Terrible Human Beings
(Canvasback / Atlantic)
US: 17 Feb 2017
UK: 17 Feb 2017
The Orwells are the latest in a long line of Chicago-area bands who felt like outsiders in its hometown music scene. They’re the guys who didn’t play it humble, wait their turn or make a big deal about paying dues. They played with attitude, didn’t take themselves too seriously, liked to cause a ruckus on stage and wrote catchy, hard-hitting songs about the usual topics that obsess teenage boys.
All of which goes a long way toward explaining why the quintet, which has been playing together since they met eight years ago at York High School in Elmhurst, named their latest album “Terrible Human Beings” (Canvasback/Atlantic). If a band is going to acknowledge its less-than-favorable reputations in certain quarters, it might as well do it loudly and explicitly.
“We have that reputation around the band, around the people we grew up with, so we own it,” guitarist Matt O’Keefe says. “The things we’ve gotten ourselves into over the years — we are the suburban kids who came in cocky and went downtown, and we’d get a little bit of that ‘you’re not from here, dude.’ In a weird way, it motivates us and you become more of a group. You face opposition, and it pushes you to write better songs, to fight back harder. In rock ‘n’ roll, it’s good to have something to push back against.”
If a rock band isn’t ticking someone off, it’s probably doing something wrong. But on “Terrible Human Beings,” the band’s third album, there’s something more going on. It pushes beyond the low-fi basement rock of the self-produced 2012 debut album, “Remember When,” and the more polished 2014 major-label initiation, “Disgraceland,” which produced the minor hit “Who Needs You.” Its release was preceded by a jaw-dropping nationally televised performance on “The Late Show with David Letterman” with singer Mario Cuomo writhing on stage while the bemused host looked on.
On the previous album, “We were trying to play caricatures of what we are: suburbanites driving around drinking beer in dad’s car,” O’Keefe says. “But we wanted to evolve. ... There are still parts of what people liked about us as this suburban high school band, but musically and lyrically what I’m most proud of are the songs that push us out of that.”
With a nudge from producer Jim Abbiss, the band takes a more expansive musical approach, stretching out on the long instrumental coda to “Double Feature” and in the ambient interlude “Body Reprise,” while the lyrics address the difficult passage into adulthood from a more nuanced and skeptical perspective in tracks such as “Creatures,” “Hippie Soldier” and “Heavy Head.”
O’Keefe and fellow guitarist Dominic Corso met in middle school and shared a mutual affinity for bands such as the Velvet Underground that were largely unknown to their peers. The next year they met the band’s future rhythm section, brothers Henry and Grant Brinner. Then Corso’s cousin, Cuomo, completed the band as its vocalist and most flamboyant personality.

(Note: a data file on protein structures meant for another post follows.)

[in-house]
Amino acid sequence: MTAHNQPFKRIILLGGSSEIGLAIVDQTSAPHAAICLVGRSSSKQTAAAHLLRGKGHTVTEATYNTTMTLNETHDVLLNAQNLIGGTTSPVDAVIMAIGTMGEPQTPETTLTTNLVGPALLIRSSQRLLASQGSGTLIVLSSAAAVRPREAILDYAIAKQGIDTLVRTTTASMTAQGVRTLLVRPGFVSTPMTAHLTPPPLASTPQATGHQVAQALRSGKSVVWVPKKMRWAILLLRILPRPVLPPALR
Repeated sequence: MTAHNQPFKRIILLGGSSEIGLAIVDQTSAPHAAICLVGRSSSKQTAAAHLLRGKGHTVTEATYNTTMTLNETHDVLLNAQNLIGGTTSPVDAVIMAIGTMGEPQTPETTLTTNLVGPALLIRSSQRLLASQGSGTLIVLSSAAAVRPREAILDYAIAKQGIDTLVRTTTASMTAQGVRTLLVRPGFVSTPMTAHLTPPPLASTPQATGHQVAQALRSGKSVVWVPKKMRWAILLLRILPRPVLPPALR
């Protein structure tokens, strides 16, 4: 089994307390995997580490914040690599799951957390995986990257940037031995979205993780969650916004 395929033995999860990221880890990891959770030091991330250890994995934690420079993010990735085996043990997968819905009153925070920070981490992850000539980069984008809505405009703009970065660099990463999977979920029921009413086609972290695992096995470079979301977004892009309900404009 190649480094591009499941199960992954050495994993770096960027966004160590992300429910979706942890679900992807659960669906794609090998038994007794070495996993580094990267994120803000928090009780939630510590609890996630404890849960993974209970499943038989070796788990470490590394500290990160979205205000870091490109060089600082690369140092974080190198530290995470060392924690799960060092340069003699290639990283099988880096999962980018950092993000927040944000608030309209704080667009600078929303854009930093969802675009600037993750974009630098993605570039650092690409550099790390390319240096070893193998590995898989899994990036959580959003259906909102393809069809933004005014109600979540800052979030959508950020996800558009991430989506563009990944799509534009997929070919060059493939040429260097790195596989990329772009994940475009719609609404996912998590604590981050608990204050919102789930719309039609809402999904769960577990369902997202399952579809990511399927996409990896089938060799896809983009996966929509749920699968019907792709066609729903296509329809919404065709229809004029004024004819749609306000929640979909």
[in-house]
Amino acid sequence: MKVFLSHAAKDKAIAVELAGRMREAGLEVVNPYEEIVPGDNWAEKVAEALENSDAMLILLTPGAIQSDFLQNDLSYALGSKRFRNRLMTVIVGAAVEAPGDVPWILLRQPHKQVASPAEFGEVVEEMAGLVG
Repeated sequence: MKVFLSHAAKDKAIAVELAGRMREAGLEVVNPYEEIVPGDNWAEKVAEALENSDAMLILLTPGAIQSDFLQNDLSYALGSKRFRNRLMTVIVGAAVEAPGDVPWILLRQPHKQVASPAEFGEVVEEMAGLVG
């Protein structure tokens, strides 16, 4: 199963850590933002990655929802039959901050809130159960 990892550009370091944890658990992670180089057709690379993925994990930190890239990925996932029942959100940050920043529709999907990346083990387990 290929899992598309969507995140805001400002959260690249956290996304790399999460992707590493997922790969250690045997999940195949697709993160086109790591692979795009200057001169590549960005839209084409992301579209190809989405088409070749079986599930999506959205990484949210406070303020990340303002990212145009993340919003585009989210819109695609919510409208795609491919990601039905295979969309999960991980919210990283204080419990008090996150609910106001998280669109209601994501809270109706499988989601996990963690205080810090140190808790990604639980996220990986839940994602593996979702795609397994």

“He was a year older and he was the dude who was always in the school suspension room, which freaked me out,” O’Keefe says with a laugh. “He’s a total character, a funny dude. He seems kind of vicious on the outside, but he’s a great guy.”
The Brinner brothers didn’t always see eye to eye either. “When they’re on stage they connect in a way their personalities really don’t,” the guitarist says. “They both won’t back down — one needs to get the last word or the last punch. They’re like bulls going at it.”
Yet a passion for music gave everyone a mutual goal. They appropriated a better-known band’s name in high school for their first gig at a garage in Elmhurst.
“We wanted people to come to our show, so we put their name on the flier,” O’Keefe says. “People came out to see the wrong band, but they showed up.”
A short time later, the older band broke up, and the newly minted Orwells focused on writing a song a week. The individual members would each put together a demo during the school week, then they’d meet every Friday to pick the best one and build up an arrangement.
After graduating from high school, the band members skipped college to focus on taking the band as far as it could go. A major-label deal ensued and they worked with three high-profile producers — Abbiss, Dave Sitek and Chris Coady — in cobbling together “Disgraceland.”
“Going through that experience with the first one on a major, we were still teenagers at the time and we had expectations of what it would do for our band that were kind of premature,” O’Keefe says. “Now we have a better understanding of how it works, and it becomes harder to be influenced or molded by other personalities or opinions.”
But they did take to heart one piece of advice given to them by Sitek while working on the previous album. “He said something we applied to this record,” O’Keefe says. “He said, ‘Bands like to ask themselves what can we add with all these new instruments, but it’s more powerful to say, what can we take away?’”
In the same way, the band has dedicated itself to delivering a more focused live show. Whereas in the past the emphasis might’ve been on the band’s antics and spontaneity, “we don’t want it always to be about what we’re doing physically on stage, but more about the lyrics or a guitar part.”
With a certain degree of maturity has come an appreciation for how far they’ve come: a major-label deal, TV appearances and multiple European tours. “You fall into this groove that wherever you are in the world, there are a bunch of people coming out and singing your songs,” O’Keefe says. “From handing out CDs in the hallway in high school to playing a show in a different European country every day — that’s insane to think about.”
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